“I was thinking we could grab one of the necklaces or bracelets or earrings that they make here”, she sucks in a quick breath to continue in an even faster rush of words, “we won’t be able to find them outside the community.
“That’d be wonderfu-“
“Oh, also, we have to take part in the tour around the village with a guide, I was thinking tomorrow morning?”. Before I can even begin to formulate a reply, she’s sitting at the mahogany work table scribbling furiously on a small notepad.
“What about going to see the dragon boat regatta? It’s very popular at this time of year, definitely not a drag-on.”
She levels me with a mock glare of disappointment coupled with a smile at the bad joke and as there is no shortage of attractions to see, we finalize a schedule that could offer a cornucopia of joy.
Day two; 6:59pm
rush of water, bubbles and slashes at the sides of the canoe
The exquisitely carved dragon head is carried down to the river and it’s horns are painted with words of luck that wish prosperity to the people. The dragon’s piercing red eyes are a beacon of glory, they practically scream victory, staring determinedly ahead, chin held high, it says we’re unstoppable.
“There comes Zhen, he’s the one without the bamboo hat, in the centre” Ms.Wen comments animatedly.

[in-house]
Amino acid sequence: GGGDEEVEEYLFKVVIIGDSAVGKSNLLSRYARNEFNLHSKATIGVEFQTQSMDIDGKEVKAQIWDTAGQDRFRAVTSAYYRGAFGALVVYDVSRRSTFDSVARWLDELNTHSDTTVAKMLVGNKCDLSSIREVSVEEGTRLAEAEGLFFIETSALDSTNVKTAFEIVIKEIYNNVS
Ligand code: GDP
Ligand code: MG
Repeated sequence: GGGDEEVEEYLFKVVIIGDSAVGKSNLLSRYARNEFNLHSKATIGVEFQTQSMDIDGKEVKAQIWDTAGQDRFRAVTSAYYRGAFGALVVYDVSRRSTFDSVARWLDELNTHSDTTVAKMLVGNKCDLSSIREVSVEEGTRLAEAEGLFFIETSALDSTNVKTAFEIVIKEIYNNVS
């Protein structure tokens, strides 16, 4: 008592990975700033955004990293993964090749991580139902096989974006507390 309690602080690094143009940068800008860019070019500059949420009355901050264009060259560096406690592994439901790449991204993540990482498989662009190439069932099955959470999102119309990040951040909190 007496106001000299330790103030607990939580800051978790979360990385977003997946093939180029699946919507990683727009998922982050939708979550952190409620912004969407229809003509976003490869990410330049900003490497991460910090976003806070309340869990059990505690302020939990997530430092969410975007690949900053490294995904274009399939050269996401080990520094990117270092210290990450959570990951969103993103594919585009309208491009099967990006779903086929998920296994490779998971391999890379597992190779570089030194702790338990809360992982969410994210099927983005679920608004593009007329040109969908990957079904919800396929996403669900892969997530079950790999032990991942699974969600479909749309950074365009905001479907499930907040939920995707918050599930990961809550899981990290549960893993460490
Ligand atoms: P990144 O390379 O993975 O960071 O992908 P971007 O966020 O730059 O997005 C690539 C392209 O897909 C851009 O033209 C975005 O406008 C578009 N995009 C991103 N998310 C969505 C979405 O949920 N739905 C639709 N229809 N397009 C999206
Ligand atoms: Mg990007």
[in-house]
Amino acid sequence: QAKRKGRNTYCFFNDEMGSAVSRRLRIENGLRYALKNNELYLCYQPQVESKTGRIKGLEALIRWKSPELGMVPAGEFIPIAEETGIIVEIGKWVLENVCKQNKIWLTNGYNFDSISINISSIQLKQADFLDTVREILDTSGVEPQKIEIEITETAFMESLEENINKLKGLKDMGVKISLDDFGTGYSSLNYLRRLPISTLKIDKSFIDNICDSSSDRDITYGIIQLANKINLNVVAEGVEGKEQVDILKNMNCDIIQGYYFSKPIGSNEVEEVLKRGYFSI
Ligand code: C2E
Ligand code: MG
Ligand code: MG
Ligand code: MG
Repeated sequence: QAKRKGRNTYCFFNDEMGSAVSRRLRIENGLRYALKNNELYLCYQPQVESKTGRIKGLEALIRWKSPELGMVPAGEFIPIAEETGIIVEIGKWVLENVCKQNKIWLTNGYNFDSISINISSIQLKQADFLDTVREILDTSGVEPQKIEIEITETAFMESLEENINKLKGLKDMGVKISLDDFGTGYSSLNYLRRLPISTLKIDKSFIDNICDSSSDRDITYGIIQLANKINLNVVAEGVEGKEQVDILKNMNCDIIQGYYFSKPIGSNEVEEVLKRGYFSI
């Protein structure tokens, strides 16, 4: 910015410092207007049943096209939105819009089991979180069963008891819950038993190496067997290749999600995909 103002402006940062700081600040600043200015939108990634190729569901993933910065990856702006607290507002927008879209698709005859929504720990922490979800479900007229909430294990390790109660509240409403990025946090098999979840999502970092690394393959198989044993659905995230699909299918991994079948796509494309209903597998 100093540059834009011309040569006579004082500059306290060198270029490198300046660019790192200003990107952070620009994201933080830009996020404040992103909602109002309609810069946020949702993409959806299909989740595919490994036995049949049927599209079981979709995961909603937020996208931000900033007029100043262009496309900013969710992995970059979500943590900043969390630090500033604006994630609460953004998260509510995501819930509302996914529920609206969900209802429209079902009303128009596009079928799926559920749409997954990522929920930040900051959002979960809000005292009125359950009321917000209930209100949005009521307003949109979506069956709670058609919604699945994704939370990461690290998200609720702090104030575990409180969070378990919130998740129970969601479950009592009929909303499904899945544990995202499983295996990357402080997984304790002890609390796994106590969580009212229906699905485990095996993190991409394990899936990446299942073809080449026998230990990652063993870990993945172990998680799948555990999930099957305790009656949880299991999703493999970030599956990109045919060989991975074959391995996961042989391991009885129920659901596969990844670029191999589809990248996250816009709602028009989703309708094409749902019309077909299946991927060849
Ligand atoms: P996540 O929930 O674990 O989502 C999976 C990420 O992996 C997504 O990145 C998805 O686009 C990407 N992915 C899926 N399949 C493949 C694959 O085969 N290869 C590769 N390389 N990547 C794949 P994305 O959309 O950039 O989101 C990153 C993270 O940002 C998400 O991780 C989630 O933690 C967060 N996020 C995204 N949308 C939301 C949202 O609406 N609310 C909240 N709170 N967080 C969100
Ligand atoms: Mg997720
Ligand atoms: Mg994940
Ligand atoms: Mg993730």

“Who is he?”
“He’s the most esteemed member of our village, therefore, he leads the pomp and ceremony. He also carefully returns the head of the dragon with reverence as it is a sacred object.”
Anticipation is thick in the air, inhaled by the onlookers who are itching to snap a picture with their cameras. The local team with golden bamboo hats, blue trousers and purple jackets are the center of the spectacle.
Zhen holds up a hand to demand attention and the neatly dressed men and women accompany him by clanging boldly on their large drums. The chatter stops immediately and all eyes swerve to the teams lined up at the shore. Tension is palpable as the most awaited race begins.
My heartbeat follows the rapid rhythm that the drums are playing and the rhythmic swish of each member propels the boats further into water. There’s crack after crack as the oars pierce the water in sync with the directions shouted by the team leaders.
It seems that the screams of the spectators encourage the dragon to become agile as a fish to swim even faster. The pounding of the drums sound like roaring thunder. The boats are half way-